Gas noticeably higher locally, but how come?

As gasoline prices inched toward $3 a gallon this spring, motorists were keeping an eye on the trajectory to determine their summer travel plans. But their fears of skyrocketing prices have been cast aside, as prices at the pump have either inched slowly upward and, more recently begun to slip downward.

In fact, according to the website GasBuddy.com, gas prices in almost all states have fallen back as the national average is now at its lowest in 75 days.

The skinny, according to analysts with GasBuiddy.com, is this” “With Libya resuming oil exports, oil prices have been under pressure the last two weeks, falling briefly under $68 per barrel last week, closing out the week far lower than two weeks ago when oil prices touched $75. In addition, signs are pointing to greater oil production from both Russia and Saudi Arabia, further tempering fears of too little supply. It has been the large drop in the price of crude oil that has opened the door for gasoline and diesel prices to move lower for the time being. More good news? Retail gas prices still have some downward movement coming to catch up to the recent drop in oil.”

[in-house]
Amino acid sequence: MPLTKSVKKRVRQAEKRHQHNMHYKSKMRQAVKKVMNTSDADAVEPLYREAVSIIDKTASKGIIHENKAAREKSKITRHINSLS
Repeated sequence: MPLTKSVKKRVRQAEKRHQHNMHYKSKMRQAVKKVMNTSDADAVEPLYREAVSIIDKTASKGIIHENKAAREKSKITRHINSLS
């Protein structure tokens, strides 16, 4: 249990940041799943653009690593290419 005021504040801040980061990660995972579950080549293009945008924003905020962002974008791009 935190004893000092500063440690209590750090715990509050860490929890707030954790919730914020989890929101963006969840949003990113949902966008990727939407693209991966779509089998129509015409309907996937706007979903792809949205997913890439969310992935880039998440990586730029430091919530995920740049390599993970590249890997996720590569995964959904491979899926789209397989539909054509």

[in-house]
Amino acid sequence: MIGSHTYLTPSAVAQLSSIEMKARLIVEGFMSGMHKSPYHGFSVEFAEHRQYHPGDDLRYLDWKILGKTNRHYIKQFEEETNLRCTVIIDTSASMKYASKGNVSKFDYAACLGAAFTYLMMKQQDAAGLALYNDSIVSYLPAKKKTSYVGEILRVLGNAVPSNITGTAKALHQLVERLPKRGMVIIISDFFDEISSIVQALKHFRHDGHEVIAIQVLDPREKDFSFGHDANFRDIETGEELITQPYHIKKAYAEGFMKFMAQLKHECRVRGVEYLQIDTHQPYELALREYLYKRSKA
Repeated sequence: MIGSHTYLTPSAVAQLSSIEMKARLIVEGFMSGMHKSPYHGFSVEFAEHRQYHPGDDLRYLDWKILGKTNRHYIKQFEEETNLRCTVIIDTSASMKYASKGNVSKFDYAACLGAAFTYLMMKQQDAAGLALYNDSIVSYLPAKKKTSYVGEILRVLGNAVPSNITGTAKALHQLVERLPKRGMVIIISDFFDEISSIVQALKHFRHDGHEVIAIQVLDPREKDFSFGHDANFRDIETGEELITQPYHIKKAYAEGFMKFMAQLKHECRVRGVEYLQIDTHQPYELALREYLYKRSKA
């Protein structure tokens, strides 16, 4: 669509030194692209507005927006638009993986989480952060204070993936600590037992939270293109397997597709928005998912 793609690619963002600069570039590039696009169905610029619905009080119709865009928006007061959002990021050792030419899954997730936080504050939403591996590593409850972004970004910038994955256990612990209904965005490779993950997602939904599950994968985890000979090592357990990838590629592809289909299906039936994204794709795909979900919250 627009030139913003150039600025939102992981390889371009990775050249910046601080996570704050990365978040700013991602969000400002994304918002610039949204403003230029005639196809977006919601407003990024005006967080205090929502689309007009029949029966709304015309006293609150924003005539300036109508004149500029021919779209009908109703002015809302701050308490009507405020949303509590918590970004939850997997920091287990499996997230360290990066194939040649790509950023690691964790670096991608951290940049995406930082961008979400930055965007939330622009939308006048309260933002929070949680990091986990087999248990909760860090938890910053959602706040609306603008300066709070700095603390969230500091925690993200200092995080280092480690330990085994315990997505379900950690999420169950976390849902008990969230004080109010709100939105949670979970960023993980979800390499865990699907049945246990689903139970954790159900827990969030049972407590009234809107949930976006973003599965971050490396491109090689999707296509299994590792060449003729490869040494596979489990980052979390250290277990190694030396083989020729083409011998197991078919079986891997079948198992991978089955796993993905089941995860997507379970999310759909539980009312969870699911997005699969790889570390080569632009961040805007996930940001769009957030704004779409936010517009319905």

While that may be good news on the big picture side, at least one of our alert readers recently wrote in wondering about the gasoline prices in Scotland County — specifically why they are continually higher that those in the region.

A worthy question.

The letter-writer gave examples of gas costs from areas like Fayetteville ($2.55), Aberdeen ($2.69), Sanford ($2.57), Hamlet ($2.73) and Cheraw, S.C. ($2.49). We will cast aside the South Carolina example, since their gas tax is well below that in North Carolina — and their infrastructure has suffered for it over the years.

The inference made by the writer was that Scotland County gasoline prices were much higher because, in his words, “one local company owns 80 to 90 percent of the stations in the city/county.” While we agree that a monopoly does tend to increase the price of any services, there is just no way to point a finger and prove that’s what is happening.

So we have done a little research and found that Scotland County is, in fact, the highest in the region.

On Monday, the average unleaded gasoline cost in North Carolina was $2.644 per gallon — about 13 cents higher than South Carolina, 5 cents more than Tennessee and 2 cents higher than Virginia.

In a breakdown of counties, Scotland’s average price for unleaded on Monday was $2.789 — which is above those in Richmond ($2.749), Robeson ($2.747), Columbus ($2.727), Anson ($2.710), Montgomery ($2.692), Moore ($2.617), Hoke ($2.616), Bladen ($2.599) and Cumberland ($2.592).

While we fully expect gasoline prices will slowly creep down leading up to the annu8al Labor Day holiday surge, like our letter-writer we remain stumped on why Scotland County costs are a good deal higher than our surrounding counties.

If someone can shed light on that conundrum, we’ll await the answer and pass it along.